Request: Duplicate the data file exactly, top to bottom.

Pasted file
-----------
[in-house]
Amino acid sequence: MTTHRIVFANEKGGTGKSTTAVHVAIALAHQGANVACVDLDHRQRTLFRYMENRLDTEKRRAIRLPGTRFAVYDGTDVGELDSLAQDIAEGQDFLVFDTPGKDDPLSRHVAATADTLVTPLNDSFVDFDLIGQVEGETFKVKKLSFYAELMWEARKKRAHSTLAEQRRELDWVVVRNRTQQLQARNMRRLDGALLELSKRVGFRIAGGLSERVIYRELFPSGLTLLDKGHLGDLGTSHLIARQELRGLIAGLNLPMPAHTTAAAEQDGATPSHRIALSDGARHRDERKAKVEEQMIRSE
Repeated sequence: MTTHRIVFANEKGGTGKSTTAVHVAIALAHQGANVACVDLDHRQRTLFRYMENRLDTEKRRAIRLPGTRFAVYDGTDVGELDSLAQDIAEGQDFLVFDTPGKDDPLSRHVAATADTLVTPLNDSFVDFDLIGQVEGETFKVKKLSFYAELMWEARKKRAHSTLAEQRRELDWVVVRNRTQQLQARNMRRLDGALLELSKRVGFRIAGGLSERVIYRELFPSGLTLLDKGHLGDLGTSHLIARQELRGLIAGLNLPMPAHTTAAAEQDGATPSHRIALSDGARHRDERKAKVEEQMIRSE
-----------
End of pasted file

[in-house]
Amino acid sequence: MTTHRIVFANEKGGTGKSTTAVHVAIALAHQGANVACVDLDHRQRTLFRYMENRLDTEKRRAIRLPGTRFAVYDGTDVGELDSLAQDIAEGQDFLVFDTPGKDDPLSRHVAATADTLVTPLNDSFVDFDLIGQVEGETFKVKKLSFYAELMWEARKKRAHSTLAEQRRELDWVVVRNRTQQLQARNMRRLDGALLELSKRVGFRIAGGLSERVIYRELFPSGLTLLDKGHLGDLGTSHLIARQELRGLIAGLNLPMPAHTTAAAEQDGATPSHRIALSDGARHRDERKAKVEEQMIRSE
Repeated sequence: MTTHRIVFANEKGGTGKSTTAVHVAIALAHQGANVACVDLDHRQRTLFRYMENRLDTEKRRAIRLPGTRFAVYDGTDVGELDSLAQDIAEGQDFLVFDTPGKDDPLSRHVAATADTLVTPLNDSFVDFDLIGQVEGETFKVKKLSFYAELMWEARKKRAHSTLAEQRRELDWVVVRNRTQQLQARNMRRLDGALLELSKRVGFRIAGGLSERVIYRELFPSGLTLLDKGHLGDLGTSHLIARQELRGLIAGLNLPMPAHTTAAAEQDGATPSHRIALSDGARHRDERKAKVEEQMIRSE